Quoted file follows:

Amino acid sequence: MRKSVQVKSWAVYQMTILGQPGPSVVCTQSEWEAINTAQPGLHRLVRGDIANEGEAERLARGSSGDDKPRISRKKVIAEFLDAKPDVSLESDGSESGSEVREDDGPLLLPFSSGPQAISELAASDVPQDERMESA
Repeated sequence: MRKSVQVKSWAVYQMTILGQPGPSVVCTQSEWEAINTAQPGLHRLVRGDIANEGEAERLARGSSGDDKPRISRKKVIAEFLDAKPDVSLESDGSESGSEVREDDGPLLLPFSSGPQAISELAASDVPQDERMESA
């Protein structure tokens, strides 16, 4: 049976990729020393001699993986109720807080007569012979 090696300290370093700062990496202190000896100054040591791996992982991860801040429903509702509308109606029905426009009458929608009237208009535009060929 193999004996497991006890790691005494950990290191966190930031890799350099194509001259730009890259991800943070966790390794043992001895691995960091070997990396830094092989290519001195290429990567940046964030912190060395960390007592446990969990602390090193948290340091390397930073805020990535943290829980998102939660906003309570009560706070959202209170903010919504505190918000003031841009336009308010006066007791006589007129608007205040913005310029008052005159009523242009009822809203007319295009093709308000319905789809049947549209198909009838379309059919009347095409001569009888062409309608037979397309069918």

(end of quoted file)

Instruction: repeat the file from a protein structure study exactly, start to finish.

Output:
Amino acid sequence: MRKSVQVKSWAVYQMTILGQPGPSVVCTQSEWEAINTAQPGLHRLVRGDIANEGEAERLARGSSGDDKPRISRKKVIAEFLDAKPDVSLESDGSESGSEVREDDGPLLLPFSSGPQAISELAASDVPQDERMESA
Repeated sequence: MRKSVQVKSWAVYQMTILGQPGPSVVCTQSEWEAINTAQPGLHRLVRGDIANEGEAERLARGSSGDDKPRISRKKVIAEFLDAKPDVSLESDGSESGSEVREDDGPLLLPFSSGPQAISELAASDVPQDERMESA
């Protein structure tokens, strides 16, 4: 049976990729020393001699993986109720807080007569012979 090696300290370093700062990496202190000896100054040591791996992982991860801040429903509702509308109606029905426009009458929608009237208009535009060929 193999004996497991006890790691005494950990290191966190930031890799350099194509001259730009890259991800943070966790390794043992001895691995960091070997990396830094092989290519001195290429990567940046964030912190060395960390007592446990969990602390090193948290340091390397930073805020990535943290829980998102939660906003309570009560706070959202209170903010919504505190918000003031841009336009308010006066007791006589007129608007205040913005310029008052005159009523242009009822809203007319295009093709308000319905789809049947549209198909009838379309059919009347095409001569009888062409309608037979397309069918």